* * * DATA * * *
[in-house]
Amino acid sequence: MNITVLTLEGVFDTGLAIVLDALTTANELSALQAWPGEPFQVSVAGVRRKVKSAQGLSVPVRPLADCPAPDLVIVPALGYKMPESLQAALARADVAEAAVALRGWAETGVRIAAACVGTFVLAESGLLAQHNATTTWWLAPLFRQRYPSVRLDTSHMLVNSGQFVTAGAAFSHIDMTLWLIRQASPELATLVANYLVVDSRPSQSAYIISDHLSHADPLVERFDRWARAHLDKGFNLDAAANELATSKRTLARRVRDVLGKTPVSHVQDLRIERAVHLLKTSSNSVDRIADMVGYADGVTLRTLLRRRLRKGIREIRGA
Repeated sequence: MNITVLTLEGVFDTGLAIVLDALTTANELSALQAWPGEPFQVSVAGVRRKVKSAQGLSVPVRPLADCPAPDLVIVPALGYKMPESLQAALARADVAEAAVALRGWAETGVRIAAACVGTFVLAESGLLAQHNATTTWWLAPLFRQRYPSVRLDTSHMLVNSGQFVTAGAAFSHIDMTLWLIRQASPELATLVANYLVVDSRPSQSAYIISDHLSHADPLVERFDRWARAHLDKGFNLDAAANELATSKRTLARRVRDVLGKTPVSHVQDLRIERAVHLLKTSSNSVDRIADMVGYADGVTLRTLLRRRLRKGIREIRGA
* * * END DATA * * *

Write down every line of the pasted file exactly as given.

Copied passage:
[in-house]
Amino acid sequence: MNITVLTLEGVFDTGLAIVLDALTTANELSALQAWPGEPFQVSVAGVRRKVKSAQGLSVPVRPLADCPAPDLVIVPALGYKMPESLQAALARADVAEAAVALRGWAETGVRIAAACVGTFVLAESGLLAQHNATTTWWLAPLFRQRYPSVRLDTSHMLVNSGQFVTAGAAFSHIDMTLWLIRQASPELATLVANYLVVDSRPSQSAYIISDHLSHADPLVERFDRWARAHLDKGFNLDAAANELATSKRTLARRVRDVLGKTPVSHVQDLRIERAVHLLKTSSNSVDRIADMVGYADGVTLRTLLRRRLRKGIREIRGA
Repeated sequence: MNITVLTLEGVFDTGLAIVLDALTTANELSALQAWPGEPFQVSVAGVRRKVKSAQGLSVPVRPLADCPAPDLVIVPALGYKMPESLQAALARADVAEAAVALRGWAETGVRIAAACVGTFVLAESGLLAQHNATTTWWLAPLFRQRYPSVRLDTSHMLVNSGQFVTAGAAFSHIDMTLWLIRQASPELATLVANYLVVDSRPSQSAYIISDHLSHADPLVERFDRWARAHLDKGFNLDAAANELATSKRTLARRVRDVLGKTPVSHVQDLRIERAVHLLKTSSNSVDRIADMVGYADGVTLRTLLRRRLRKGIREIRGA